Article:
You’ve been told over and over again to drink milk, or indulge in ice cream, after putting more heat than you can handle on your food. You’ve also been told to stay away from water after indulging in your Mad Dog obsession (though, we do tend to look favorably on mixing your Mad Dog with your preferred craft beer).
And, you think it’s probably an old wives tale or just something that’s always been done, or maybe even that the relief is subjective.
It’s none of these. Milk will actually do the trick and water just won’t work.
What Happens When You Add Mad Dog to Your Food?
Capsaicin isn’t like too many other substances. Well, actually, it’s a lot like vanilla, but that’s another story altogether. Capsaicin isn’t thermally hot, but it does interact with the same pain receptors that are triggered when you actually eat something that’s thermally hot – or you set yourself on fire. Your brain believes you’re on fire, and that’s why you feel like you’re on fire.
It’s tricky to understand.
But, you can’t just focus on your body’s reaction to Mad Dog heat. The molecular composition of capsaicin is very important too. (This is where you find out why you want milk, not water, to soothe the agony of capsaicin’s fiery goodness.)
At the end of capsaicin’s molecular structure, there’s a non-polar tail. Now, we know that you really don’t know much about that unless you’re still in high school chemistry (and if you are, we can’t recommend the craft beer with your Mad Dog). What is important to note is that water has a polar tail. And that means that capsaicin and water don’t mix well.
If it helps, think of capsaicin as if it were oil. And think of water as, well, you know. The two just don’t mix. They’ll slosh around each other. If you shake a container of the two vigorously, it may look (for a moment) that you’ve managed to combine the two. But you haven’t. The oil and water will separate unless you continue to shake that container. (Frankly, we can’t see the point in that.)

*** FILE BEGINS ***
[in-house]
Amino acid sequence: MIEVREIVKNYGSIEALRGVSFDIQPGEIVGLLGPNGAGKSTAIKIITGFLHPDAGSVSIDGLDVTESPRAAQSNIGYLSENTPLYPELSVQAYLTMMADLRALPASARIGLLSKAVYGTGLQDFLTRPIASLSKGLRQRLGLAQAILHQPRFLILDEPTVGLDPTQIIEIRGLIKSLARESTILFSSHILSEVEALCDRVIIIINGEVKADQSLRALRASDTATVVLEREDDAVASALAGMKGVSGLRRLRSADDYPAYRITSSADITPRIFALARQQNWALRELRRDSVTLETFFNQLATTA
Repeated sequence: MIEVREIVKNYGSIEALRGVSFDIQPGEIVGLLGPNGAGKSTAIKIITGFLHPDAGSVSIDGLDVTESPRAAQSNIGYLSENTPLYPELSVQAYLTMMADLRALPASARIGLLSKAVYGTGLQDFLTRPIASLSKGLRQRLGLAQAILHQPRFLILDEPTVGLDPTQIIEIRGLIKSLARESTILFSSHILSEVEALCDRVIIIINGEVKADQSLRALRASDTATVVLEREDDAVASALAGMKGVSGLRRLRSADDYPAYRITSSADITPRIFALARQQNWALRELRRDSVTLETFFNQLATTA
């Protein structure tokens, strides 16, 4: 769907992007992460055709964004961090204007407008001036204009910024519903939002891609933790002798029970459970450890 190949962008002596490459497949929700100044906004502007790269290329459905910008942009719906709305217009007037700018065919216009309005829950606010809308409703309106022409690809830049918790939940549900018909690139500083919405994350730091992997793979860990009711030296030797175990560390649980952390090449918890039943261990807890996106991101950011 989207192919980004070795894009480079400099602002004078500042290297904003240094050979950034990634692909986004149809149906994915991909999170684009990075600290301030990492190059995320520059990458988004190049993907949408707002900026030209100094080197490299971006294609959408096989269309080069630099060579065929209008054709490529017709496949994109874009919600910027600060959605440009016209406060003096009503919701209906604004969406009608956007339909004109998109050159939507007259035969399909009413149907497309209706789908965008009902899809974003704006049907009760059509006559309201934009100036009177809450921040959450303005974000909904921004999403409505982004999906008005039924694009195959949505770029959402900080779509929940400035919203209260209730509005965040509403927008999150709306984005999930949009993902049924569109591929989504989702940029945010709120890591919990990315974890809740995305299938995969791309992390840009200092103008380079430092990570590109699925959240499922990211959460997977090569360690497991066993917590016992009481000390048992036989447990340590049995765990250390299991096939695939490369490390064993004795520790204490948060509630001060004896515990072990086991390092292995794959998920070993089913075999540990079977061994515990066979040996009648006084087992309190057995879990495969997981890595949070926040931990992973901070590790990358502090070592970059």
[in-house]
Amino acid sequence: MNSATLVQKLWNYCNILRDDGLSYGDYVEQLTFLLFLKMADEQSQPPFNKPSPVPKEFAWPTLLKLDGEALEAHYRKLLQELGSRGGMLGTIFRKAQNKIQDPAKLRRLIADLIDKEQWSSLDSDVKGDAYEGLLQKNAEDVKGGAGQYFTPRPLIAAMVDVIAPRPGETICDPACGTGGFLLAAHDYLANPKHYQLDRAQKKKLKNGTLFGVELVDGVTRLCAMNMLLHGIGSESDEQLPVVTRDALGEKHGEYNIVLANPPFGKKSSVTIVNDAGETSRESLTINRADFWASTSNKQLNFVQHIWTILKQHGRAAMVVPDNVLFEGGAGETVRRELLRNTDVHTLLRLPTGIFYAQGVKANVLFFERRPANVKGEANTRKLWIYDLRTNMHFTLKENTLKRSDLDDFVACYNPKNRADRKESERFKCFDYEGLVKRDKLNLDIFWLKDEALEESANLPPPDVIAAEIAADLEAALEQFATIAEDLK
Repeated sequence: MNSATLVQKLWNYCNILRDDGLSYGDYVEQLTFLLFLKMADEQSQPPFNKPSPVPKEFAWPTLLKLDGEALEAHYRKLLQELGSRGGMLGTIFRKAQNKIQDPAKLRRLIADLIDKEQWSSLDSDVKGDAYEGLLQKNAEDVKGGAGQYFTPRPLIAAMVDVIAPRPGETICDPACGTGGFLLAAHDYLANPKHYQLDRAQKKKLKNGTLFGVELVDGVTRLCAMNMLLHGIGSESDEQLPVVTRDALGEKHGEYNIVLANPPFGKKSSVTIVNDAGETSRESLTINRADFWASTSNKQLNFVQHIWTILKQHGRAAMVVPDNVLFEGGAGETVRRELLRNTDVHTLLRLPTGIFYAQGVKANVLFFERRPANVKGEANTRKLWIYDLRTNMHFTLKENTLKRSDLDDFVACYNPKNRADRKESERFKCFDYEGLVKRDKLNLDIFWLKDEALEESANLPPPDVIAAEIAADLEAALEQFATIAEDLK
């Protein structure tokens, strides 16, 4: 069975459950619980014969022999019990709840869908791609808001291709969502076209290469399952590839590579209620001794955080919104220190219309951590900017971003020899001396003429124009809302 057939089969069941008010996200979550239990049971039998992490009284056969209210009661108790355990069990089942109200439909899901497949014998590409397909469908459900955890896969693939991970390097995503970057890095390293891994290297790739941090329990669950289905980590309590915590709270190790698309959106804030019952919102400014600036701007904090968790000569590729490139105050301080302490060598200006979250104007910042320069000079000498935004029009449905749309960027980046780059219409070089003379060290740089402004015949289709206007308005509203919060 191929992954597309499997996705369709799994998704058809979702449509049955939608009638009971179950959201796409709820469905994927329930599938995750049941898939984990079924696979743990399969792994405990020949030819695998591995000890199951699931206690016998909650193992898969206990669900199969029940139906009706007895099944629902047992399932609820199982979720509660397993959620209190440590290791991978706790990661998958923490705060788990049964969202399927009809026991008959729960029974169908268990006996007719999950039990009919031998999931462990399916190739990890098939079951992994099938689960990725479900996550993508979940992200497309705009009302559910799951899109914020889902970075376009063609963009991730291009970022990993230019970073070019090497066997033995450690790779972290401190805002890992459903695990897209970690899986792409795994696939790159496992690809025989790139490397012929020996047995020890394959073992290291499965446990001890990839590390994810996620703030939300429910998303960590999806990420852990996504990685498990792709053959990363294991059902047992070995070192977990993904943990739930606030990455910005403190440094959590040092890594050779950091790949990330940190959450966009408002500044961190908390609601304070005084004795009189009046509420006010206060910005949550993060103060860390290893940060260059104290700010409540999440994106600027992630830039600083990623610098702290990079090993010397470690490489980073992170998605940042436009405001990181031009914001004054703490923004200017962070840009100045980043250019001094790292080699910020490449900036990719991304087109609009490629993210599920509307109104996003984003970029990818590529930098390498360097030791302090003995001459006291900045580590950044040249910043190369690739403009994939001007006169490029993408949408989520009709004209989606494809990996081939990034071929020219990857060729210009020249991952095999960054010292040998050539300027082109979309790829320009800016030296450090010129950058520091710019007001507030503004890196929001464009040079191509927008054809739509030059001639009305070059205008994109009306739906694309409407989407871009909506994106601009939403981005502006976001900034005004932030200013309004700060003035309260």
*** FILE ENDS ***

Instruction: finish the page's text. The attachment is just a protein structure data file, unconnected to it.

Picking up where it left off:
On the molecular level, dairy products also have non-polar tails. So, rather than simply spreading the capsaicin around to more neural sensors, dairy products will cool your mouth rather than spreading the fire.
Better yet, dairy contains casein. This is another one of those compounds that you don’t need to worry so much about, except for the fact that it actively attracts capsaicin. This substance will actively attract the capsaicin away from the TRPV1 neural sensors in your mouth. (If you happen to be burning elsewhere on your body, milk should do the trick there too.)
No matter how you dice it, water just won’t work, but dairy products will. That’s very important to know if you just bought a bottle of Mad Dog 357 Hot Sauce… more important still if you can’t legally procure a craft beer to complement your hot sauce. Now you know.